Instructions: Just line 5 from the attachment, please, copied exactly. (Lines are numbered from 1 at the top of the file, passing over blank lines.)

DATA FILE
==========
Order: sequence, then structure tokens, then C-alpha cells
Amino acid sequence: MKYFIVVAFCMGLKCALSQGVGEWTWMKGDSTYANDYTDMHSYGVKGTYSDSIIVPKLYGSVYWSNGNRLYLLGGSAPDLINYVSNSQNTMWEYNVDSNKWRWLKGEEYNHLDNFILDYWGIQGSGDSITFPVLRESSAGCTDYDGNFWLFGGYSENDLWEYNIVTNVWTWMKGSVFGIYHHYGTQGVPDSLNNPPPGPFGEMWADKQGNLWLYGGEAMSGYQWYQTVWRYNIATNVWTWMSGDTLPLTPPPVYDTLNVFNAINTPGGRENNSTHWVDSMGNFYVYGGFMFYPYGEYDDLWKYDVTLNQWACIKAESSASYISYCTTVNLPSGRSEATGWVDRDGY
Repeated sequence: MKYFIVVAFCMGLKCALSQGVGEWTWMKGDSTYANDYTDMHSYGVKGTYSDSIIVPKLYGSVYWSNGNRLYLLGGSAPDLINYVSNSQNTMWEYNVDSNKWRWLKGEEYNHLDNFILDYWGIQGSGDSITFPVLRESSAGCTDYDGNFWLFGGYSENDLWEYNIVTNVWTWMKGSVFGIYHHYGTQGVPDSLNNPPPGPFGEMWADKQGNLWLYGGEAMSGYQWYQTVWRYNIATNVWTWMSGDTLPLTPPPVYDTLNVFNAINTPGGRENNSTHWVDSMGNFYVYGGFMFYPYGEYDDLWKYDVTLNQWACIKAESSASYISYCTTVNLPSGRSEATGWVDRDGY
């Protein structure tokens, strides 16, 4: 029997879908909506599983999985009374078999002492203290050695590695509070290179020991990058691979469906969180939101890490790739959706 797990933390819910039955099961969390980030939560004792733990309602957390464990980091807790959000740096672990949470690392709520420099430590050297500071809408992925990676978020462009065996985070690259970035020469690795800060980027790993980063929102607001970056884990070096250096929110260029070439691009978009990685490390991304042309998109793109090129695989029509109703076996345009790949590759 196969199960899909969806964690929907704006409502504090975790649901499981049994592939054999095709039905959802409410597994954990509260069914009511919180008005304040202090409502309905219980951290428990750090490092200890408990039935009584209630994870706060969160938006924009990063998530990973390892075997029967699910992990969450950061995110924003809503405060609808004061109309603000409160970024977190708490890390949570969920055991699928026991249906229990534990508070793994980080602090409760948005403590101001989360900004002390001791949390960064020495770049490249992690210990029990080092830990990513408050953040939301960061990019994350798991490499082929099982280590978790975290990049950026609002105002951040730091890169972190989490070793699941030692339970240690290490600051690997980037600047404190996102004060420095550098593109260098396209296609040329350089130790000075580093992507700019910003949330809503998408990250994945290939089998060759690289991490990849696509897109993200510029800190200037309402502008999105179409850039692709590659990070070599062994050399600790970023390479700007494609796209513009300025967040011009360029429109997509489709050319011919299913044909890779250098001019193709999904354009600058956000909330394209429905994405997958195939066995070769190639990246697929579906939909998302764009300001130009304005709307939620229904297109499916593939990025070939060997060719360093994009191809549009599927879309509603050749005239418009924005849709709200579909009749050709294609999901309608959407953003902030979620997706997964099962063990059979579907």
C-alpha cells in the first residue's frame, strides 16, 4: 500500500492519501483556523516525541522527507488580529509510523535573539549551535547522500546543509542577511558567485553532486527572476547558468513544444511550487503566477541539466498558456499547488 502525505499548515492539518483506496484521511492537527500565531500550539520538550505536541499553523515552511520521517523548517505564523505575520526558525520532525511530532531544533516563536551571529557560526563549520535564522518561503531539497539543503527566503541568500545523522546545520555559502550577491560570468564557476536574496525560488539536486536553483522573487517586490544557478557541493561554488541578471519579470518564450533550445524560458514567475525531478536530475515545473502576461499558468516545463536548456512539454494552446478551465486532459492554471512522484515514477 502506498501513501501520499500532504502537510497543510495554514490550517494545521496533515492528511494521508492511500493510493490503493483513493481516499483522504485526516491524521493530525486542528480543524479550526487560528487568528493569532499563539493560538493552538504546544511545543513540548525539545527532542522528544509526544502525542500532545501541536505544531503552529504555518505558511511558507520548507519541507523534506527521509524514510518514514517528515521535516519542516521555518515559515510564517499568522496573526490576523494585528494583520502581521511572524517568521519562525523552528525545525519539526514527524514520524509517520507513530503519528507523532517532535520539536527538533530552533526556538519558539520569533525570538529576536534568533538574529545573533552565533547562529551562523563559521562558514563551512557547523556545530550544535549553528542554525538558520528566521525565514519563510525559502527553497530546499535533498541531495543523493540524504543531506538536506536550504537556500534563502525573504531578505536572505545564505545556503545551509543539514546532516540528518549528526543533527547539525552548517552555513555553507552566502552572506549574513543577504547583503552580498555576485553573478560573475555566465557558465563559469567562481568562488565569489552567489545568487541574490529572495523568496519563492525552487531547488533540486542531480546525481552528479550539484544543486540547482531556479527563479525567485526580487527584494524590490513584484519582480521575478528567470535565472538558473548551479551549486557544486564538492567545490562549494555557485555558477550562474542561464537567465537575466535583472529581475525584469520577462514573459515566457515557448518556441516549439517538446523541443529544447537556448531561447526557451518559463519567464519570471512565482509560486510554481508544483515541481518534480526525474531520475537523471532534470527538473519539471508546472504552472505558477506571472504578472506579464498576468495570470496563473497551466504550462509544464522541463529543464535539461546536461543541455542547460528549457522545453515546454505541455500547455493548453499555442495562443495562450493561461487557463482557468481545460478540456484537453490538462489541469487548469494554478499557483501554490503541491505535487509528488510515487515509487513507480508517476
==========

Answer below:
C-alpha cells in the first residue's frame, strides 16, 4: 500500500492519501483556523516525541522527507488580529509510523535573539549551535547522500546543509542577511558567485553532486527572476547558468513544444511550487503566477541539466498558456499547488 502525505499548515492539518483506496484521511492537527500565531500550539520538550505536541499553523515552511520521517523548517505564523505575520526558525520532525511530532531544533516563536551571529557560526563549520535564522518561503531539497539543503527566503541568500545523522546545520555559502550577491560570468564557476536574496525560488539536486536553483522573487517586490544557478557541493561554488541578471519579470518564450533550445524560458514567475525531478536530475515545473502576461499558468516545463536548456512539454494552446478551465486532459492554471512522484515514477 502506498501513501501520499500532504502537510497543510495554514490550517494545521496533515492528511494521508492511500493510493490503493483513493481516499483522504485526516491524521493530525486542528480543524479550526487560528487568528493569532499563539493560538493552538504546544511545543513540548525539545527532542522528544509526544502525542500532545501541536505544531503552529504555518505558511511558507520548507519541507523534506527521509524514510518514514517528515521535516519542516521555518515559515510564517499568522496573526490576523494585528494583520502581521511572524517568521519562525523552528525545525519539526514527524514520524509517520507513530503519528507523532517532535520539536527538533530552533526556538519558539520569533525570538529576536534568533538574529545573533552565533547562529551562523563559521562558514563551512557547523556545530550544535549553528542554525538558520528566521525565514519563510525559502527553497530546499535533498541531495543523493540524504543531506538536506536550504537556500534563502525573504531578505536572505545564505545556503545551509543539514546532516540528518549528526543533527547539525552548517552555513555553507552566502552572506549574513543577504547583503552580498555576485553573478560573475555566465557558465563559469567562481568562488565569489552567489545568487541574490529572495523568496519563492525552487531547488533540486542531480546525481552528479550539484544543486540547482531556479527563479525567485526580487527584494524590490513584484519582480521575478528567470535565472538558473548551479551549486557544486564538492567545490562549494555557485555558477550562474542561464537567465537575466535583472529581475525584469520577462514573459515566457515557448518556441516549439517538446523541443529544447537556448531561447526557451518559463519567464519570471512565482509560486510554481508544483515541481518534480526525474531520475537523471532534470527538473519539471508546472504552472505558477506571472504578472506579464498576468495570470496563473497551466504550462509544464522541463529543464535539461546536461543541455542547460528549457522545453515546454505541455500547455493548453499555442495562443495562450493561461487557463482557468481545460478540456484537453490538462489541469487548469494554478499557483501554490503541491505535487509528488510515487515509487513507480508517476